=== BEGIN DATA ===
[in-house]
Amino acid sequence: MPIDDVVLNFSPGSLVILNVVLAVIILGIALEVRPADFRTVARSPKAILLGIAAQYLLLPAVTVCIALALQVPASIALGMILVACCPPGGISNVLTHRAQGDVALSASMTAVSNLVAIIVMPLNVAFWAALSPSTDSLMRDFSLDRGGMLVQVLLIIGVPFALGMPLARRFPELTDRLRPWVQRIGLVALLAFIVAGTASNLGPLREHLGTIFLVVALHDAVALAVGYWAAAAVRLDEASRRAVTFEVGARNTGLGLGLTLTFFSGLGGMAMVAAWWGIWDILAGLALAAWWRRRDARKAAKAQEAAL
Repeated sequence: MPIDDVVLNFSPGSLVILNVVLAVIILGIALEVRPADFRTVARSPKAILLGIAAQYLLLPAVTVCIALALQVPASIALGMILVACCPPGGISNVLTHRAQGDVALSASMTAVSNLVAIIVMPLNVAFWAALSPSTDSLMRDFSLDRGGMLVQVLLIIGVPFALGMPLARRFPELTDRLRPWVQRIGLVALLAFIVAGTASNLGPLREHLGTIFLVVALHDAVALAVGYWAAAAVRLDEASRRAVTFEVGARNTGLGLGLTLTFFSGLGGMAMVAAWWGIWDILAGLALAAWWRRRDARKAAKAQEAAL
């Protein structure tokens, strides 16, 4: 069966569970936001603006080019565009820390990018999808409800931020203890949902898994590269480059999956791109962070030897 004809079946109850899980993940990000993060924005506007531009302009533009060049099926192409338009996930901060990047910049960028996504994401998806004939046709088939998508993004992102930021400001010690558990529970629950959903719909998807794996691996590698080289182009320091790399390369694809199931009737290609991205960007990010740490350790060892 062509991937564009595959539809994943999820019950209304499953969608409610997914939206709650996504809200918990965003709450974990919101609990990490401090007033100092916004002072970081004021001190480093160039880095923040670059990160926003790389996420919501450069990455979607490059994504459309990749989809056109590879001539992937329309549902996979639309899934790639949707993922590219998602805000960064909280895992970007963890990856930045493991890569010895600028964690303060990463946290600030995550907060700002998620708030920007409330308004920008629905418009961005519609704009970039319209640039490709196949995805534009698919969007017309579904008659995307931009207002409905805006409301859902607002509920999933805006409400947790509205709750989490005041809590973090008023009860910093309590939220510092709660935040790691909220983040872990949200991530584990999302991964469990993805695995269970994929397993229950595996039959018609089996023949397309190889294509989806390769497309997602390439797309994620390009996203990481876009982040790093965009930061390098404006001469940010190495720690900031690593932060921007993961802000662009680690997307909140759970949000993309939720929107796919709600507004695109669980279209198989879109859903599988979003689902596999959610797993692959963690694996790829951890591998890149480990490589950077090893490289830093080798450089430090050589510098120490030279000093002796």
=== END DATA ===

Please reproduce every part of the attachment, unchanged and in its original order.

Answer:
[in-house]
Amino acid sequence: MPIDDVVLNFSPGSLVILNVVLAVIILGIALEVRPADFRTVARSPKAILLGIAAQYLLLPAVTVCIALALQVPASIALGMILVACCPPGGISNVLTHRAQGDVALSASMTAVSNLVAIIVMPLNVAFWAALSPSTDSLMRDFSLDRGGMLVQVLLIIGVPFALGMPLARRFPELTDRLRPWVQRIGLVALLAFIVAGTASNLGPLREHLGTIFLVVALHDAVALAVGYWAAAAVRLDEASRRAVTFEVGARNTGLGLGLTLTFFSGLGGMAMVAAWWGIWDILAGLALAAWWRRRDARKAAKAQEAAL
Repeated sequence: MPIDDVVLNFSPGSLVILNVVLAVIILGIALEVRPADFRTVARSPKAILLGIAAQYLLLPAVTVCIALALQVPASIALGMILVACCPPGGISNVLTHRAQGDVALSASMTAVSNLVAIIVMPLNVAFWAALSPSTDSLMRDFSLDRGGMLVQVLLIIGVPFALGMPLARRFPELTDRLRPWVQRIGLVALLAFIVAGTASNLGPLREHLGTIFLVVALHDAVALAVGYWAAAAVRLDEASRRAVTFEVGARNTGLGLGLTLTFFSGLGGMAMVAAWWGIWDILAGLALAAWWRRRDARKAAKAQEAAL
């Protein structure tokens, strides 16, 4: 069966569970936001603006080019565009820390990018999808409800931020203890949902898994590269480059999956791109962070030897 004809079946109850899980993940990000993060924005506007531009302009533009060049099926192409338009996930901060990047910049960028996504994401998806004939046709088939998508993004992102930021400001010690558990529970629950959903719909998807794996691996590698080289182009320091790399390369694809199931009737290609991205960007990010740490350790060892 062509991937564009595959539809994943999820019950209304499953969608409610997914939206709650996504809200918990965003709450974990919101609990990490401090007033100092916004002072970081004021001190480093160039880095923040670059990160926003790389996420919501450069990455979607490059994504459309990749989809056109590879001539992937329309549902996979639309899934790639949707993922590219998602805000960064909280895992970007963890990856930045493991890569010895600028964690303060990463946290600030995550907060700002998620708030920007409330308004920008629905418009961005519609704009970039319209640039490709196949995805534009698919969007017309579904008659995307931009207002409905805006409301859902607002509920999933805006409400947790509205709750989490005041809590973090008023009860910093309590939220510092709660935040790691909220983040872990949200991530584990999302991964469990993805695995269970994929397993229950595996039959018609089996023949397309190889294509989806390769497309997602390439797309994620390009996203990481876009982040790093965009930061390098404006001469940010190495720690900031690593932060921007993961802000662009680690997307909140759970949000993309939720929107796919709600507004695109669980279209198989879109859903599988979003689902596999959610797993692959963690694996790829951890591998890149480990490589950077090893490289830093080798450089430090050589510098120490030279000093002796």